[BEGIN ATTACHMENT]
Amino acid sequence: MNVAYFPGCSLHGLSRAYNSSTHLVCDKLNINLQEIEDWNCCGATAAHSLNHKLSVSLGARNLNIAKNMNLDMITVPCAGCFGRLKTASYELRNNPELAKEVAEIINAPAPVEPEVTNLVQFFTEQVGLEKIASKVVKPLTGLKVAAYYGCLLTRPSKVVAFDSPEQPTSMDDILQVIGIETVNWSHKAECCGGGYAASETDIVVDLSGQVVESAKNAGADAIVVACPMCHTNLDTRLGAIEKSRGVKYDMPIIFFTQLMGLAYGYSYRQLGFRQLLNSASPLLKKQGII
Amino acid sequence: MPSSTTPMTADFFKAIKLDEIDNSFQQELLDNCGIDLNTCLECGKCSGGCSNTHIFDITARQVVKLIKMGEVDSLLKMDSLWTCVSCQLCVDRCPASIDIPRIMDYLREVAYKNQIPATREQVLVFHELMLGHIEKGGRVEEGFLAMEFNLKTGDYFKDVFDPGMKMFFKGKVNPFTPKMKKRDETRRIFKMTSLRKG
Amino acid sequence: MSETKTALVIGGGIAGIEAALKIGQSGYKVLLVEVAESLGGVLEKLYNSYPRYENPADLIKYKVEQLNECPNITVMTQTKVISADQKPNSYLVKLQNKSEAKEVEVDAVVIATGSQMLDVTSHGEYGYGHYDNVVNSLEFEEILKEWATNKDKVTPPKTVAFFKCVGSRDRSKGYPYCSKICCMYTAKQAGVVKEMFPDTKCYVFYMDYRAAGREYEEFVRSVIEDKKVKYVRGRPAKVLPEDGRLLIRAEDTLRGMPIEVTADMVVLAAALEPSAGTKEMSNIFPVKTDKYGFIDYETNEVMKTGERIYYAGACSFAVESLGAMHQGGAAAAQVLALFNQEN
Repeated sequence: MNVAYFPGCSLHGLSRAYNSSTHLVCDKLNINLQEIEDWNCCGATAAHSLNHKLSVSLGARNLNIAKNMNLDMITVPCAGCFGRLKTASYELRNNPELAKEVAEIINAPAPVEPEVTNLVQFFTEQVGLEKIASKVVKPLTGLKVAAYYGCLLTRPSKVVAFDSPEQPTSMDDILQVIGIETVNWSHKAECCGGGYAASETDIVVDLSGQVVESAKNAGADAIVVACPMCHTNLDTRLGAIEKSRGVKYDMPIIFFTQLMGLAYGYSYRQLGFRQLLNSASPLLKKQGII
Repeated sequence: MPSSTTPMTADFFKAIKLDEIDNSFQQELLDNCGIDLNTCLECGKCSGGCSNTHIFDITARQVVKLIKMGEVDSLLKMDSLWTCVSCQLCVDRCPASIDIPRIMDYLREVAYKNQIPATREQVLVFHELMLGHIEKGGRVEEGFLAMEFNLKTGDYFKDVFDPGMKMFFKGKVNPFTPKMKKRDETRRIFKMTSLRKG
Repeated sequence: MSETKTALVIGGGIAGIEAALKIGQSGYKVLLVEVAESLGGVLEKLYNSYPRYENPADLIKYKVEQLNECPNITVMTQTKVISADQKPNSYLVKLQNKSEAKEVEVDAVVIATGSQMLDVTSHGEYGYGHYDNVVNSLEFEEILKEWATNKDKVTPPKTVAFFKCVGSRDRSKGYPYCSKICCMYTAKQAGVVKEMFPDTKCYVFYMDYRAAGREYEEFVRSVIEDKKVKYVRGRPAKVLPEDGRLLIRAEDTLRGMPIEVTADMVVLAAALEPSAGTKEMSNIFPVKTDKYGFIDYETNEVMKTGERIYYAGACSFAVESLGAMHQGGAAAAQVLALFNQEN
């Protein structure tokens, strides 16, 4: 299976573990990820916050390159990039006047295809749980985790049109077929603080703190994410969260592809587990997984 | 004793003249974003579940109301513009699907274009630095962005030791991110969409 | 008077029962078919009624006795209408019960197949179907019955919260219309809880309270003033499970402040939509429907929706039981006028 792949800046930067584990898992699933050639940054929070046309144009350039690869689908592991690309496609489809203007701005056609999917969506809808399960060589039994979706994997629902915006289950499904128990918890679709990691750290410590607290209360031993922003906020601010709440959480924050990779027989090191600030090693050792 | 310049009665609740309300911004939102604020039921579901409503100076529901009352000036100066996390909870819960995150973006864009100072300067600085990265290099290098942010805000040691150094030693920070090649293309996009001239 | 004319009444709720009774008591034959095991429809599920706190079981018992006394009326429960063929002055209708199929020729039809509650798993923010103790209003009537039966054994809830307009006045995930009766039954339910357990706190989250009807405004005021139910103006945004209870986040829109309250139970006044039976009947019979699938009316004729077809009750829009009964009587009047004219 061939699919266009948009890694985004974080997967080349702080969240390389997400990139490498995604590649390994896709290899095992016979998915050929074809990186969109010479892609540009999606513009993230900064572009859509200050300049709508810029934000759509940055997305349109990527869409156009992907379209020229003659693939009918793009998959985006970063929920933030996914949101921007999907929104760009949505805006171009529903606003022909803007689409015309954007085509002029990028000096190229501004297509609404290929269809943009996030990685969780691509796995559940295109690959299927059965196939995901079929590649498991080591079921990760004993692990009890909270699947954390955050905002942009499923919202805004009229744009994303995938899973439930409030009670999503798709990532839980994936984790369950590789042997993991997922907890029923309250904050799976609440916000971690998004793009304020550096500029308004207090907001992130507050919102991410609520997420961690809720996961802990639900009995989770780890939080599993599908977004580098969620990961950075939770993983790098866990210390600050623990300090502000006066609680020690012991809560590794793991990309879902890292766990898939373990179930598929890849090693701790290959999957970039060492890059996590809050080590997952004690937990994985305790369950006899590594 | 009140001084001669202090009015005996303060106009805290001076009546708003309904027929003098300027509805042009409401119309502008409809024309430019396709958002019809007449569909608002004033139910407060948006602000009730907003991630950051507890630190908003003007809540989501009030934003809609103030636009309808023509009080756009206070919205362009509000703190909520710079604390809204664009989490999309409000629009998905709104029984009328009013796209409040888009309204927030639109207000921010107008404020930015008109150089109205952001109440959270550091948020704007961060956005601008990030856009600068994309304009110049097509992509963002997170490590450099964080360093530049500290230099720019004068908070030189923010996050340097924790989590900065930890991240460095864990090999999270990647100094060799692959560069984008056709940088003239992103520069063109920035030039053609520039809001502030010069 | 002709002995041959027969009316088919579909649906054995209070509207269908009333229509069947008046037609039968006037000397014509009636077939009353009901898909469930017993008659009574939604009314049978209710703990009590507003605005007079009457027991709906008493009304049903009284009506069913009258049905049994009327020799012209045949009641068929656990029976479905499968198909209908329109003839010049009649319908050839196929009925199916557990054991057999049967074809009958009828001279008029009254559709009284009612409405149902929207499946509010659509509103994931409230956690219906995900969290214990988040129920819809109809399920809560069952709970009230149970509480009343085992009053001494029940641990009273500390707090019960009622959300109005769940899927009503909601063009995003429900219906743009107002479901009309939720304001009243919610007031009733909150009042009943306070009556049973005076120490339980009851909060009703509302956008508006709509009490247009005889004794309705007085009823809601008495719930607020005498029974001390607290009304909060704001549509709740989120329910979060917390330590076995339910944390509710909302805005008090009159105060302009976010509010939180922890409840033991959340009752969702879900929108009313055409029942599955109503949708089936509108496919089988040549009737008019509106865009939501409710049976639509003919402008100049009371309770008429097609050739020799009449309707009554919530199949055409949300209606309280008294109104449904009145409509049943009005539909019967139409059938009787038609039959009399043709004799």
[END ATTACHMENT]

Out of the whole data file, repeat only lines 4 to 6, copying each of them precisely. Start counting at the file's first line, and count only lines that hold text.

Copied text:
Repeated sequence: MNVAYFPGCSLHGLSRAYNSSTHLVCDKLNINLQEIEDWNCCGATAAHSLNHKLSVSLGARNLNIAKNMNLDMITVPCAGCFGRLKTASYELRNNPELAKEVAEIINAPAPVEPEVTNLVQFFTEQVGLEKIASKVVKPLTGLKVAAYYGCLLTRPSKVVAFDSPEQPTSMDDILQVIGIETVNWSHKAECCGGGYAASETDIVVDLSGQVVESAKNAGADAIVVACPMCHTNLDTRLGAIEKSRGVKYDMPIIFFTQLMGLAYGYSYRQLGFRQLLNSASPLLKKQGII
Repeated sequence: MPSSTTPMTADFFKAIKLDEIDNSFQQELLDNCGIDLNTCLECGKCSGGCSNTHIFDITARQVVKLIKMGEVDSLLKMDSLWTCVSCQLCVDRCPASIDIPRIMDYLREVAYKNQIPATREQVLVFHELMLGHIEKGGRVEEGFLAMEFNLKTGDYFKDVFDPGMKMFFKGKVNPFTPKMKKRDETRRIFKMTSLRKG
Repeated sequence: MSETKTALVIGGGIAGIEAALKIGQSGYKVLLVEVAESLGGVLEKLYNSYPRYENPADLIKYKVEQLNECPNITVMTQTKVISADQKPNSYLVKLQNKSEAKEVEVDAVVIATGSQMLDVTSHGEYGYGHYDNVVNSLEFEEILKEWATNKDKVTPPKTVAFFKCVGSRDRSKGYPYCSKICCMYTAKQAGVVKEMFPDTKCYVFYMDYRAAGREYEEFVRSVIEDKKVKYVRGRPAKVLPEDGRLLIRAEDTLRGMPIEVTADMVVLAAALEPSAGTKEMSNIFPVKTDKYGFIDYETNEVMKTGERIYYAGACSFAVESLGAMHQGGAAAAQVLALFNQEN